Reserve Bank works toward new rules on bank capital
Capital requirements for banks will soon be made more sensitive to the risks the banks are taking, under new rules being implemented by the Reserve Bank.
Speaking at the Retail Financial Services Forum, Deputy Governor Adrian Orr said that the Reserve Bank was working intensively on the implementation of the new international framework for bank capital adequacy, known as Basel II.
"Bank capital represents the owners' stake in the business and a platform for the bank's future growth and innovation," Mr Orr said. "For the stability of the financial system, banks need to hold capital above certain minimum levels at all times, in order to absorb unexpected losses associated with ups and downs in the economy, including severe stress events."
The Reserve Bank's implementation of Basel II is focused on making bank capital requirements more sensitive to risk, and particularly risks specific to the New Zealand environment. "These include the exposure of the economy to international commodity markets, and the high concentration of housing loans in New Zealand bank portfolios," Mr Orr said.
Basel II is not intended to lead to large changes in the level of capital in the banking system overall.
Some banks would be applying to the Reserve Bank to use their internal statistical models as part of the calculation of their minimum capital requirements. The Reserve Bank will allow this only if the internal models and the banks' processes for managing capital are of adequate quality.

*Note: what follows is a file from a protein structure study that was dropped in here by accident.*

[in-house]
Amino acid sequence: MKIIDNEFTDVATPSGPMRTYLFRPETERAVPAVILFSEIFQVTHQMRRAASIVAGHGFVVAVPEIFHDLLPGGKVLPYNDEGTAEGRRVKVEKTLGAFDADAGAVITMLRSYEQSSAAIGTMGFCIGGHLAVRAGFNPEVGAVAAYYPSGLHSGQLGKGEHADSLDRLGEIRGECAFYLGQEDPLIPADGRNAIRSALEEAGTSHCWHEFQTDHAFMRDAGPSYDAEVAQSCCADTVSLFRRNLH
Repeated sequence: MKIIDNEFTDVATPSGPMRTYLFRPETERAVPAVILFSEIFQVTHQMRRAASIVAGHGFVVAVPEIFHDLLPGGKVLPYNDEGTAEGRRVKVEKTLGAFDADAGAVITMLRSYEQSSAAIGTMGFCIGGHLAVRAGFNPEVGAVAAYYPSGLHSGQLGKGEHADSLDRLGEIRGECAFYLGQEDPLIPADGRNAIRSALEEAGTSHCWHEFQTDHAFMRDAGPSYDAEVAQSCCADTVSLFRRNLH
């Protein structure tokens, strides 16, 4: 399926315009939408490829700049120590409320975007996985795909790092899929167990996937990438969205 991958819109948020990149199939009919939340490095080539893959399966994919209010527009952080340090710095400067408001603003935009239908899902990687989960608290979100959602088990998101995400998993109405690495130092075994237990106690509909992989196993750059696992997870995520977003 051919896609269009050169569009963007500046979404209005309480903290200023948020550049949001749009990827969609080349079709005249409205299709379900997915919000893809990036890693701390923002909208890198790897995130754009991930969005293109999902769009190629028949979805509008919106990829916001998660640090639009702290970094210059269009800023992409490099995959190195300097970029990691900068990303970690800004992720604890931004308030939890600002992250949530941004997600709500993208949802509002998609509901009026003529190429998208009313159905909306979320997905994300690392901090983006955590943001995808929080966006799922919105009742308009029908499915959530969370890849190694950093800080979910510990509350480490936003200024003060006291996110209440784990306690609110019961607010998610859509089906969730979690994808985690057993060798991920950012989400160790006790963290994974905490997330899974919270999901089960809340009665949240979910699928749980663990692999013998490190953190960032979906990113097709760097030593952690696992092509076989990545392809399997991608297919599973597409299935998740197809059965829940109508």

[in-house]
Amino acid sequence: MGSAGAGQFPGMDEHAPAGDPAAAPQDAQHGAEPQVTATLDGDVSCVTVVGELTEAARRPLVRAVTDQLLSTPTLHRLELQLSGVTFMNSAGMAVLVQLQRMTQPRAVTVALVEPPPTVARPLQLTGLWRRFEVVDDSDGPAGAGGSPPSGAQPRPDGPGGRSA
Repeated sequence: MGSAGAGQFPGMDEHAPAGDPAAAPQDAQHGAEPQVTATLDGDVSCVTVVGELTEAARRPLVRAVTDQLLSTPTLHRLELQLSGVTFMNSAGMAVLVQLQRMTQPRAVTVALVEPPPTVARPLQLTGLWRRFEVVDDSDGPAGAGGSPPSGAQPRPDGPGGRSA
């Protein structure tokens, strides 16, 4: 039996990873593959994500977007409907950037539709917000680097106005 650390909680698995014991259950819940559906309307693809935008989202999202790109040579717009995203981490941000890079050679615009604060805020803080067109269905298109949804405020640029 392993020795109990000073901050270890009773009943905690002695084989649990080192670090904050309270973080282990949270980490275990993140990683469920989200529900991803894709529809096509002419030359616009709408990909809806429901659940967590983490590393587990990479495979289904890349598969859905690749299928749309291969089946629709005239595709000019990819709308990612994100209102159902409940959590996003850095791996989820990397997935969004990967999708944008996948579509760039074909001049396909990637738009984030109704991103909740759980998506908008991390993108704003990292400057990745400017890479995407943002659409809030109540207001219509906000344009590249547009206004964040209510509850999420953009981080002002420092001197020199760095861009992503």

"Due to the importance of banks in New Zealand that are parts of international banking groups, we are coordinating New Zealand's implementation closely with relevant foreign supervisors," Mr Orr commented.
Engagement with the Australian Prudential Regulation Authority (APRA) will be particularly important, because of the significant place in New Zealand's banking system of banks owned by Australian parent banks.
"Under the Terms of Engagement we have with APRA, we will ensure that, in meeting our responsibilities to set capital requirements for the New Zealand subsidiaries of Australian banks, we will keep compliance costs to the minimum necessary, consistent with New Zealand capital requirements being tuned to New Zealand conditions."
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